Invariant natural killer T cells act as an extravascular cytotoxic barrier for joint-invading Lyme Borrelia
Maria-Jesus Sanz, Connie H. Y. Wong, Pierre-Olivier Hardy, Aydan Salman-Dilgimen, Tara J. Moriart, George Chaconas, Adriana Marques, Roman Krawetz, Christopher H. Mody, Paul Kubes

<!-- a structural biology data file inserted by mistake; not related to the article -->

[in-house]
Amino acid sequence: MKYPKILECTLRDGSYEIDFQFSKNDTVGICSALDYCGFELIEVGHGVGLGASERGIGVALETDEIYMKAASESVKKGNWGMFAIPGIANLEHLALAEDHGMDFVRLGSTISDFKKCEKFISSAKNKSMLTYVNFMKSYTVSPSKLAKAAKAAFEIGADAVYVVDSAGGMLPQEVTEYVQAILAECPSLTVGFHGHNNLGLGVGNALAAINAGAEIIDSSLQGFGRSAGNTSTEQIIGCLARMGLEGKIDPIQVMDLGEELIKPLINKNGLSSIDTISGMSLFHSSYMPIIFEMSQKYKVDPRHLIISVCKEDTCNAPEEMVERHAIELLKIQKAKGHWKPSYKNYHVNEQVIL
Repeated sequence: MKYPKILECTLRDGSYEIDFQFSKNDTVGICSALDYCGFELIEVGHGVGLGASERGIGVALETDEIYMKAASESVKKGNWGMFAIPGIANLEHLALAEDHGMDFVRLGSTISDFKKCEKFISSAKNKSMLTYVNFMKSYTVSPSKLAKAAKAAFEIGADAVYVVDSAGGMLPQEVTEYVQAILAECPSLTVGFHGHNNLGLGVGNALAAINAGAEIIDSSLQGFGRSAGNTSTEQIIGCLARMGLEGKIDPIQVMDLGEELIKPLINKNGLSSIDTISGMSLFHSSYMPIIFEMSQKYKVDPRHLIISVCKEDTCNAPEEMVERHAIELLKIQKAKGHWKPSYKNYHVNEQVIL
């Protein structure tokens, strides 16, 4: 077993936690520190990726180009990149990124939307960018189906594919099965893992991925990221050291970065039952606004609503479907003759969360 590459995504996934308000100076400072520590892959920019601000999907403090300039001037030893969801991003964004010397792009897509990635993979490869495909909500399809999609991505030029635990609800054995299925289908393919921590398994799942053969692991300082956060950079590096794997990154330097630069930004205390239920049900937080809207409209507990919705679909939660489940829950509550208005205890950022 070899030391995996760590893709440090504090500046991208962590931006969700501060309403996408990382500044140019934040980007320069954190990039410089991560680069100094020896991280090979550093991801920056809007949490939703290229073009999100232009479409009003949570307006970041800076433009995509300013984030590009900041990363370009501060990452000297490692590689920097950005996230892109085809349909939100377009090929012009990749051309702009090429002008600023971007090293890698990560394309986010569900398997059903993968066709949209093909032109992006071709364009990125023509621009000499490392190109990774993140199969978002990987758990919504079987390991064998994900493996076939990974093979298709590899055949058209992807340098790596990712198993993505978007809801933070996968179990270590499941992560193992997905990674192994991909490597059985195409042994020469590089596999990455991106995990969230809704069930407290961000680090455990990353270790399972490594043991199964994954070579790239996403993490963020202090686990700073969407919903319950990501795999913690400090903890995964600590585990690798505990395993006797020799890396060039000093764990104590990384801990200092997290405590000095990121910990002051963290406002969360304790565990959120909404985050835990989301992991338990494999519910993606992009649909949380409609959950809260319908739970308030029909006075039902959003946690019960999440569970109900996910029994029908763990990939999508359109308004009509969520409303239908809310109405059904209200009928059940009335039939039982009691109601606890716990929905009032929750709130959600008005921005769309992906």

CXCR6-GFP+ cells, which encompass 70% invariant natural killer T cells (iNKT cells), have been found primarily patrolling inside blood vessels in the liver. Although the iNKT cells fail to interact with live pathogens, they do respond to bacterial glycolipids presented by CD1d on liver macrophage that have caught the microbe. In contrast, in this study using dual laser multichannel spinning-disk intravital microscopy of joints, the CXCR6-GFP, which also made up 60–70% iNKT cells, were not found in the vasculature but rather closely apposed to and surrounding the outside of blood vessels, and to a lesser extent throughout the extravascular space. These iNKT cells also differed in behavior, responding rapidly and directly to joint-homing pathogens like Borrelia burgdorferi, which causes Lyme disease. These iNKT cells interacted with B. burgdorferi at the vessel wall and disrupted dissemination attempts by these microbes into joints. Successful penetrance of B. burgdorferi out of the vasculature and into the joint tissue was met by a lethal attack by extravascular iNKT cells through a granzyme-dependent pathway, an observation also made in vitro for iNKT cells from joint but not liver or spleen. These results suggest a novel, critical extravascular iNKT cell immune surveillance in joints that functions as a cytotoxic barrier and explains a large increase in pathogen burden of B. burgdorferi in the joint of iNKT cell-deficient mice, and perhaps the greater susceptibility of humans to this pathogen because of fewer iNKT cells in human joints.